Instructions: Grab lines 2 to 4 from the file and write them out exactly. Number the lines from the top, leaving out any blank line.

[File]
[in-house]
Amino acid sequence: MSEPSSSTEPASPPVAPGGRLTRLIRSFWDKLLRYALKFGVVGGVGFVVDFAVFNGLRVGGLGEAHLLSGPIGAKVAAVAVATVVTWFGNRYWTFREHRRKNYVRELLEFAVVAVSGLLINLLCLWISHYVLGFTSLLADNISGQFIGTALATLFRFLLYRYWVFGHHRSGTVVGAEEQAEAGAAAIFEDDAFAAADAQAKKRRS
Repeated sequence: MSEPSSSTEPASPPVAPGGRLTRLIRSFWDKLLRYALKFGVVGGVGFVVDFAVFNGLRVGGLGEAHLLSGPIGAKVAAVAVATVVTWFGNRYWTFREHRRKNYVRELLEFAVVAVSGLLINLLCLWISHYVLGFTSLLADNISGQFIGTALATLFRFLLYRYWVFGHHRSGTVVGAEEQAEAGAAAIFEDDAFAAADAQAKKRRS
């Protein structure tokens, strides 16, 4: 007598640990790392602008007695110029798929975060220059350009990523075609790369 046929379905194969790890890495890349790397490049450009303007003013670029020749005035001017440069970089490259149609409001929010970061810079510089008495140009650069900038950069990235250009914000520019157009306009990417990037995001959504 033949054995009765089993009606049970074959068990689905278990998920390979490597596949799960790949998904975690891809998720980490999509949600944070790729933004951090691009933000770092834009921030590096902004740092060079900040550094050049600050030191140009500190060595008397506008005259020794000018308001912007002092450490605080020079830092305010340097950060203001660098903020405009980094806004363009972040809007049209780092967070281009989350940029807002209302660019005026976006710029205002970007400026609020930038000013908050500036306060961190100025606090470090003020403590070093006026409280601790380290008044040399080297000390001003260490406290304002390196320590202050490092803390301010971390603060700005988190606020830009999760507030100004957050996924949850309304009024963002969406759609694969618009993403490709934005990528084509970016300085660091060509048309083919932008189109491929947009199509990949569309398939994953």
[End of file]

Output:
Amino acid sequence: MSEPSSSTEPASPPVAPGGRLTRLIRSFWDKLLRYALKFGVVGGVGFVVDFAVFNGLRVGGLGEAHLLSGPIGAKVAAVAVATVVTWFGNRYWTFREHRRKNYVRELLEFAVVAVSGLLINLLCLWISHYVLGFTSLLADNISGQFIGTALATLFRFLLYRYWVFGHHRSGTVVGAEEQAEAGAAAIFEDDAFAAADAQAKKRRS
Repeated sequence: MSEPSSSTEPASPPVAPGGRLTRLIRSFWDKLLRYALKFGVVGGVGFVVDFAVFNGLRVGGLGEAHLLSGPIGAKVAAVAVATVVTWFGNRYWTFREHRRKNYVRELLEFAVVAVSGLLINLLCLWISHYVLGFTSLLADNISGQFIGTALATLFRFLLYRYWVFGHHRSGTVVGAEEQAEAGAAAIFEDDAFAAADAQAKKRRS
């Protein structure tokens, strides 16, 4: 007598640990790392602008007695110029798929975060220059350009990523075609790369 046929379905194969790890890495890349790397490049450009303007003013670029020749005035001017440069970089490259149609409001929010970061810079510089008495140009650069900038950069990235250009914000520019157009306009990417990037995001959504 033949054995009765089993009606049970074959068990689905278990998920390979490597596949799960790949998904975690891809998720980490999509949600944070790729933004951090691009933000770092834009921030590096902004740092060079900040550094050049600050030191140009500190060595008397506008005259020794000018308001912007002092450490605080020079830092305010340097950060203001660098903020405009980094806004363009972040809007049209780092967070281009989350940029807002209302660019005026976006710029205002970007400026609020930038000013908050500036306060961190100025606090470090003020403590070093006026409280601790380290008044040399080297000390001003260490406290304002390196320590202050490092803390301010971390603060700005988190606020830009999760507030100004957050996924949850309304009024963002969406759609694969618009993403490709934005990528084509970016300085660091060509048309083919932008189109491929947009199509990949569309398939994953």